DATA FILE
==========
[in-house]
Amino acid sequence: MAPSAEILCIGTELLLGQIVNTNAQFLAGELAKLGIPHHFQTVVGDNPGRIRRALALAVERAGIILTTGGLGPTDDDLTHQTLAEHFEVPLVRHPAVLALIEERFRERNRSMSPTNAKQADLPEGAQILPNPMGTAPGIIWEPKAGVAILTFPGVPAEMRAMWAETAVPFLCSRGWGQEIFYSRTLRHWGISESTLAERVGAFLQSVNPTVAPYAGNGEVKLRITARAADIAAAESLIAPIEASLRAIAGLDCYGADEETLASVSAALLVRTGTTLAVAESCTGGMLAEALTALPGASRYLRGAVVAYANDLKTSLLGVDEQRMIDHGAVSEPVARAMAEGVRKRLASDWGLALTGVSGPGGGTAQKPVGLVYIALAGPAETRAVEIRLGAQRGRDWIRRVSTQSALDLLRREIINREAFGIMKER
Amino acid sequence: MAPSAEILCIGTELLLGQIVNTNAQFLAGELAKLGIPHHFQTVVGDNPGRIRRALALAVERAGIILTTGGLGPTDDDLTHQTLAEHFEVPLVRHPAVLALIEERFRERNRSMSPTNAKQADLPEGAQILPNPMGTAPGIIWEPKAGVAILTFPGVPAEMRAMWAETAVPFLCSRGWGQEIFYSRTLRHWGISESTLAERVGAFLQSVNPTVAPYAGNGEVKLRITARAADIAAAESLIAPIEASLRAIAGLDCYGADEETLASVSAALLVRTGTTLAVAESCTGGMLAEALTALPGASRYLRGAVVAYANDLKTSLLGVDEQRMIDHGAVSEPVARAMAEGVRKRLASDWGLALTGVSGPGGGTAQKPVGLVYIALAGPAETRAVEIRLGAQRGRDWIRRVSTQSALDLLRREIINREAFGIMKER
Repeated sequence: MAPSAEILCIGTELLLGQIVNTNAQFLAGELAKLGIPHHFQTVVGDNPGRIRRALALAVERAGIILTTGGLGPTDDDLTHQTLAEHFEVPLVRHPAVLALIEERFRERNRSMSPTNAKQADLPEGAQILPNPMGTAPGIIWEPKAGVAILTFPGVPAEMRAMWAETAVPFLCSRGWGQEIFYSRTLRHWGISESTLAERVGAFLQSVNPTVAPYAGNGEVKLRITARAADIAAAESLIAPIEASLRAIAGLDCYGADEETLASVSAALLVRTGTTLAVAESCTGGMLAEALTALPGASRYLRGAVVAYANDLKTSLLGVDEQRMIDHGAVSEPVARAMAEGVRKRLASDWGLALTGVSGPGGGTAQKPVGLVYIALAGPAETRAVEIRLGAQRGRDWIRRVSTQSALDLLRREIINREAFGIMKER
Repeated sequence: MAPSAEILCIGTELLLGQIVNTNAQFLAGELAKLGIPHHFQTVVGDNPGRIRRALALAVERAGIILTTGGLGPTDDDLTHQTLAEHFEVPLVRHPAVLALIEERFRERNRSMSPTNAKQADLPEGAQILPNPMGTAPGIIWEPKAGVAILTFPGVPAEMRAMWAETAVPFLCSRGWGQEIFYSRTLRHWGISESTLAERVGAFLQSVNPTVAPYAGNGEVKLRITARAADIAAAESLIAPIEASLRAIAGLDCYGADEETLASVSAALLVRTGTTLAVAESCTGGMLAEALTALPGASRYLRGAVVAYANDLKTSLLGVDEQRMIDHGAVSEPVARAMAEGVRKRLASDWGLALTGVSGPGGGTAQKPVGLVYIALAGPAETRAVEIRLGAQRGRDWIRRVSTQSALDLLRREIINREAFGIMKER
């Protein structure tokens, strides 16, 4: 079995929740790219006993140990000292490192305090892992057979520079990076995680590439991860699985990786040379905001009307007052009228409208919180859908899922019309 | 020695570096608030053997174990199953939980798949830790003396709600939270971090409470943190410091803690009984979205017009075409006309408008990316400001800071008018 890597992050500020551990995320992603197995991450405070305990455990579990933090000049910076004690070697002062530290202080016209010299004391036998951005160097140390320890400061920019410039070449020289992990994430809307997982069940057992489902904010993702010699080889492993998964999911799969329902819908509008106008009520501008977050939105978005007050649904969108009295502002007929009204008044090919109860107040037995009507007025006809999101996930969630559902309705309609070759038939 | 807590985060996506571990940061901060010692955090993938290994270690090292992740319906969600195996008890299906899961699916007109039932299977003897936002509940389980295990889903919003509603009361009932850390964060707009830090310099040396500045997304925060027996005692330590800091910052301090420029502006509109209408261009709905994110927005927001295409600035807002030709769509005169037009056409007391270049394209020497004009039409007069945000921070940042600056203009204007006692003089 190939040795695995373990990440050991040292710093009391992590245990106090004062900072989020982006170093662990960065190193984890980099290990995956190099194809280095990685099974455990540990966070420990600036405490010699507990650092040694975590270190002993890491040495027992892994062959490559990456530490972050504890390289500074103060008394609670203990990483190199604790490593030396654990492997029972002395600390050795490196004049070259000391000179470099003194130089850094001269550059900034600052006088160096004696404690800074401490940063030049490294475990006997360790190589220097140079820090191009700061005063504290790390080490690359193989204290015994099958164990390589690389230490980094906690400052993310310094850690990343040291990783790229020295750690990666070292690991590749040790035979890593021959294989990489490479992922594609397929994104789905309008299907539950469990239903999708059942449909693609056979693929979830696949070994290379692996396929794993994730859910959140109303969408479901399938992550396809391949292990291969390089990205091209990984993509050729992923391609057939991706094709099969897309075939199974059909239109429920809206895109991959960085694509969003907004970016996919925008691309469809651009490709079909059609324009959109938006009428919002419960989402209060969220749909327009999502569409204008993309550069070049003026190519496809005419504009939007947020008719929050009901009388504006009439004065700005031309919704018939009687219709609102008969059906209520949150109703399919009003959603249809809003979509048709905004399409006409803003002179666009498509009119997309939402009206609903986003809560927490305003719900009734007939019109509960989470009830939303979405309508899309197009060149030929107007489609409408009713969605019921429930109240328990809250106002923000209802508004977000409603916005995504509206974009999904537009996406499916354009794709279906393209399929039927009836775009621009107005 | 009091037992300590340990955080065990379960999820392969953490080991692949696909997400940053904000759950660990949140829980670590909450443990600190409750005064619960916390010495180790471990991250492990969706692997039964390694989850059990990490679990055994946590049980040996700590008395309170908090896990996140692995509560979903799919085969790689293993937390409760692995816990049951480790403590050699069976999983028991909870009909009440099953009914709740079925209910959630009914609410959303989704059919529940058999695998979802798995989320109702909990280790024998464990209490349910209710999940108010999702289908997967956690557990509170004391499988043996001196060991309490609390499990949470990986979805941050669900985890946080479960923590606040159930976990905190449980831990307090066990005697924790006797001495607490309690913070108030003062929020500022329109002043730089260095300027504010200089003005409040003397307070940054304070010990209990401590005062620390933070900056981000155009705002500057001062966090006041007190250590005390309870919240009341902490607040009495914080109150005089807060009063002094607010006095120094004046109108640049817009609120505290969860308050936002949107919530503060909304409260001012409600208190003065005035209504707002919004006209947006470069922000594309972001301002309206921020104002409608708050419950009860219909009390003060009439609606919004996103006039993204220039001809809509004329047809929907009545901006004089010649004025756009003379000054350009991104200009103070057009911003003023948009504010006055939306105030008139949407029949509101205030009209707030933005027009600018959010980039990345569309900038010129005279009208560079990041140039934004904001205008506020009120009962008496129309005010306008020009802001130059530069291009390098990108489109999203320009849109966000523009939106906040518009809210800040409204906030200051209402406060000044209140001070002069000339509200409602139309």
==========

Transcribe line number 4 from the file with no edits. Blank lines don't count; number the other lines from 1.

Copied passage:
Repeated sequence: MAPSAEILCIGTELLLGQIVNTNAQFLAGELAKLGIPHHFQTVVGDNPGRIRRALALAVERAGIILTTGGLGPTDDDLTHQTLAEHFEVPLVRHPAVLALIEERFRERNRSMSPTNAKQADLPEGAQILPNPMGTAPGIIWEPKAGVAILTFPGVPAEMRAMWAETAVPFLCSRGWGQEIFYSRTLRHWGISESTLAERVGAFLQSVNPTVAPYAGNGEVKLRITARAADIAAAESLIAPIEASLRAIAGLDCYGADEETLASVSAALLVRTGTTLAVAESCTGGMLAEALTALPGASRYLRGAVVAYANDLKTSLLGVDEQRMIDHGAVSEPVARAMAEGVRKRLASDWGLALTGVSGPGGGTAQKPVGLVYIALAGPAETRAVEIRLGAQRGRDWIRRVSTQSALDLLRREIINREAFGIMKER